EASSy cable promises bandwidth price cuts

The East African Submarine Cable System (EASSy) – one of the nine undersea telecommunications cables that will connect various parts of Sub-Saharan Africa to the rest of the world by 2011 – will land at Mtunzini, on the northern KwaZulu-Natal coastline, tomorrow.

Telkom is the South African landing partner for EASSy. In all, there are nine EASSy landing stations in Sudan, Djibouti, Somalia, Kenya, Tanzania, Comoros, Madagascar, Mozambique and South Africa, with shore-end landings already having occurred in Mozambique and Sudan.

“EASSy is one of the elements of Telkom’s cable investment strategy and is a key step towards the process of establishing a Telkom fibre ring capability around Africa,” said Alphonzo Samuels, Telkom’s Managing Executive for Wholesale Services.

He added: “EASSy further increases the robustness of Telkom’s international bandwidth offerings and portfolio. Together with other undersea cables and/or land based fibre routes, EASSy creates redundant fibre access prospects into East Africa.”

EASSy is a 10 000 km undersea cable system currently being constructed along the east African coastline. Its 1.4 Tbps system design capacity, coupled with its two fibre-pair configuration, equips EASSy with the highest capacity of all undersea cable systems along the east coast of Africa.

Interconnection with various other undersea international cable systems will enable traffic on EASSy to connect to Europe, North and South America, the Middle East and Asia, thereby enhancing the east coast of Africa’s connectivity into the global telecommunications network.

“EASSy is routed from South Africa to Sudan, linking the coastal countries of East Africa. An extensive backhaul system linking landlocked countries to the coastal countries has been developed and is at various stages of completion,” stated Samuels, adding that EASSy is scheduled to be ready for commercial service from August this year.

Samuels explained that submarine cables held many benefits such as superior transmission quality, considerably lesser delays compared to satellite, high transmission capacity, access to the global optical fibre network, lower unit costs (compared to satellite), no electromagnetic interference and higher resistance against adverse weather conditions.

“However, activities such as fishing and anchoring, ocean drilling, fish bites and earthquakes constituted some of the commonly known submarine cable hazards,” cautioned Samuels.

Various initiatives were nevertheless undertaken to protect submarine cables. These included conducting ocean bed surveys to select the safest undersea routes; burying cable in sand where possible, especially at the shallow end; avoiding heavy shipping lanes when approaching landing points; selecting safe beaches, bearing in mind that later beach erosion could expose cables; designing the shortest land cable route for maximum security; and, manufacturing cables to exceed the 25 year design life of the cable system.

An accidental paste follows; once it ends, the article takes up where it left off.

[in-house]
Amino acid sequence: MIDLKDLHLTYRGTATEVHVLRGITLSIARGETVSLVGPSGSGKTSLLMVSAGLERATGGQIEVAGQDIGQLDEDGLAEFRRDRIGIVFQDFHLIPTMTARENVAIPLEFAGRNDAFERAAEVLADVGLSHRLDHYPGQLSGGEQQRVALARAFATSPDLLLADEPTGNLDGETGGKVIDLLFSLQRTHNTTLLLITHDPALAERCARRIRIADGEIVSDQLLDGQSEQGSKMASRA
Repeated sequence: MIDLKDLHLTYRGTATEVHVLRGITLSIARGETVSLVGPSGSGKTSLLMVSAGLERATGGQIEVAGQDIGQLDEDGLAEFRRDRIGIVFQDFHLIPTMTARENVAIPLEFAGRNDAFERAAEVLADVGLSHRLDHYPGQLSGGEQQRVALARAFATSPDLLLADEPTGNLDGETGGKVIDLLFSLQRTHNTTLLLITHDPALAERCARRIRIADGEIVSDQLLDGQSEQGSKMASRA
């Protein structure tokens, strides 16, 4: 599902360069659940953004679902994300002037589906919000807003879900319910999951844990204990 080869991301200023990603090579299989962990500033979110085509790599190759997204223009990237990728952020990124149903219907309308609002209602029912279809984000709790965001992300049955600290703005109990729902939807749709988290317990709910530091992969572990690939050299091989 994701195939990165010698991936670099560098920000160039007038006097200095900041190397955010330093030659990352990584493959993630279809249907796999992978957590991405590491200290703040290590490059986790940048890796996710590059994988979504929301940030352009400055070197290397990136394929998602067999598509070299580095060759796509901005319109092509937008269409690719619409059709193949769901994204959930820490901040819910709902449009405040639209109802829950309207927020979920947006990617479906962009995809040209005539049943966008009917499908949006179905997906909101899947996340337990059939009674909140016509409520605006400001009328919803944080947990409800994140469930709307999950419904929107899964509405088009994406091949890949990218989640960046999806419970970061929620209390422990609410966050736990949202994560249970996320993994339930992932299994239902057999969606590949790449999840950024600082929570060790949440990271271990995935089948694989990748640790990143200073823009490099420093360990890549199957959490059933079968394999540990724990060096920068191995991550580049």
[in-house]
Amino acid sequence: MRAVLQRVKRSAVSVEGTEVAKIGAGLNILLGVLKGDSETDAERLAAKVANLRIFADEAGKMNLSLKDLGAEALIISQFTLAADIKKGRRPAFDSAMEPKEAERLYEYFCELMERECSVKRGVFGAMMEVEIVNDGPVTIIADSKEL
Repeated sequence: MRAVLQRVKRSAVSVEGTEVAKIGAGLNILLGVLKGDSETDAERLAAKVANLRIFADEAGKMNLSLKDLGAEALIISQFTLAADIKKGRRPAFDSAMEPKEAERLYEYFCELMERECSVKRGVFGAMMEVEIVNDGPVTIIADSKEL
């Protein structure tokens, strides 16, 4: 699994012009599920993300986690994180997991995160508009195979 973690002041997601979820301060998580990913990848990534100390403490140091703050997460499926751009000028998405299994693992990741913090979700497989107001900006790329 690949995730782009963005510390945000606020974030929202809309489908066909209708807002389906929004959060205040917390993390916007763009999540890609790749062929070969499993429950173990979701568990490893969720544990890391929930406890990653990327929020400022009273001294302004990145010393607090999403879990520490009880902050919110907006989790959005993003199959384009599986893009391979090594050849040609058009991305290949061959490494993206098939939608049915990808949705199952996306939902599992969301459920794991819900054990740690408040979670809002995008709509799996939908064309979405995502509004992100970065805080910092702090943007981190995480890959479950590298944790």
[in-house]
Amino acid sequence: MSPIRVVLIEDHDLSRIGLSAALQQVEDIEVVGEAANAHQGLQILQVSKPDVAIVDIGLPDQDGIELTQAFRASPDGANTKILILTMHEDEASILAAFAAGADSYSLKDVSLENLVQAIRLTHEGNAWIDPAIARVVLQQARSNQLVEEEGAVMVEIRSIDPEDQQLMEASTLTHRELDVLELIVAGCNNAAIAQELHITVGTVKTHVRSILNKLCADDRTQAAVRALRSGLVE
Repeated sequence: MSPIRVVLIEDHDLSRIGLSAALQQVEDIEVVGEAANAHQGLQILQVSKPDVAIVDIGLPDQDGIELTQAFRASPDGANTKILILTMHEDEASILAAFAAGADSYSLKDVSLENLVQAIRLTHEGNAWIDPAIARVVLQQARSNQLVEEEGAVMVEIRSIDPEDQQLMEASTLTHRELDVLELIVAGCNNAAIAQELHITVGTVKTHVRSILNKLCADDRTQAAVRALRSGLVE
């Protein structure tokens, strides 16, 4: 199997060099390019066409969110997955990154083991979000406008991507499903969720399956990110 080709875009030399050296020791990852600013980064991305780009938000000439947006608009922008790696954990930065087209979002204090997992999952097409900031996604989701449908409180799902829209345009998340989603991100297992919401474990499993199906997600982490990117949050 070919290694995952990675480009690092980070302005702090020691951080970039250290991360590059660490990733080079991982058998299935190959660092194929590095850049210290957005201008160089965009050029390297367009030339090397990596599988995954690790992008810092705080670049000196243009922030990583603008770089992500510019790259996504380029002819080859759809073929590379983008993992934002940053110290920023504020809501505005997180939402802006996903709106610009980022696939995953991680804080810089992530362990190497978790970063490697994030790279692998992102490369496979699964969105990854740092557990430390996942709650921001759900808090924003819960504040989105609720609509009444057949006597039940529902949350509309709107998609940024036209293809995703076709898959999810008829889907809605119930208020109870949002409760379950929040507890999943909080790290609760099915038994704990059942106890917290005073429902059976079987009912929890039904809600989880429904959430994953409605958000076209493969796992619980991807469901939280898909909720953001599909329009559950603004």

“Redundancy, protection and – where necessary – restoration are also key considerations,” said Samuels.

He explained: “Redundancy means that we have duplicated equipment at the cable stations, duplicated power converters, generators, etc. Therefore, if a single piece of equipment should fail, we have another piece of equipment standing by to take its place.”

Protection ensures that a fully duplicated amount of capacity is available to re-route traffic on the same cable in the event of an internal failure impacting only one path or fibre. Protection therefore implies that for everything that is duplicated, automated switching takes place.

Samuels added that restoration required traffic to be routed onto other cable systems via completely different traffic paths and even different routes. “This usually happens when a complete failure of a cable system occurs, usually via an external influence such as a ship’s anchor breaking a cable, to the extent that ‘in-system’ protection on the same system is not possible.”

He also explained that customers have a choice between the regular international private lease circuits that includes restoration for their bandwidth or a product that excludes restoration, which would be termed non-restorable bandwidth or traffic.

“It must be emphasised, though, that in the event of submarine cable service interruptions, every attempt is always made to expedite customer services,” emphasised Samuels.

Although EASSy will not be commercially active by the time this year’s 2010 FIFA World Cup kicks off in June, Samuels stated that “Telkom’s undersea capacity has been significantly upgraded”. “For example, by end-October last year, SAT-3 and SAFE were upgraded to at least three times their former capacity.”

He added that SAT3 provided the shortest route to Europe while SAFE was the shortest link to Asia. From an undersea capacity perspective, therefore, it’s all systems go for the World Cup,” emphasised Samuels.

As its investment in EASSy highlighted, Samuels said that Telkom had a robust strategy with regard to undersea cable investments. The Company’s cable investments included COLUMBUS3, SEA-ME-WE3 (South East Asia-Middle East-Western Europe), SAT3/WASC/SAFE (South Atlantic Telecommunications / West Africa Submarine Cable /South Africa Far East), EASSy, EIG (Europe India Gateway) and WACS (West Africa Cable System).

“Our investments are geared by the participation of other operators and we firmly believe that investment sharing translates to better unit costs and improved customer prices,” he added.

“Ultimately, we believe that EASSy will also go a long way towards increasing Africa’s bandwidth capacity, affordability and create increased diversity and fibre redundancy between SA and Europe as well as within East Africa” concluded Samuels.

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EASSy cable promises bandwidth price cuts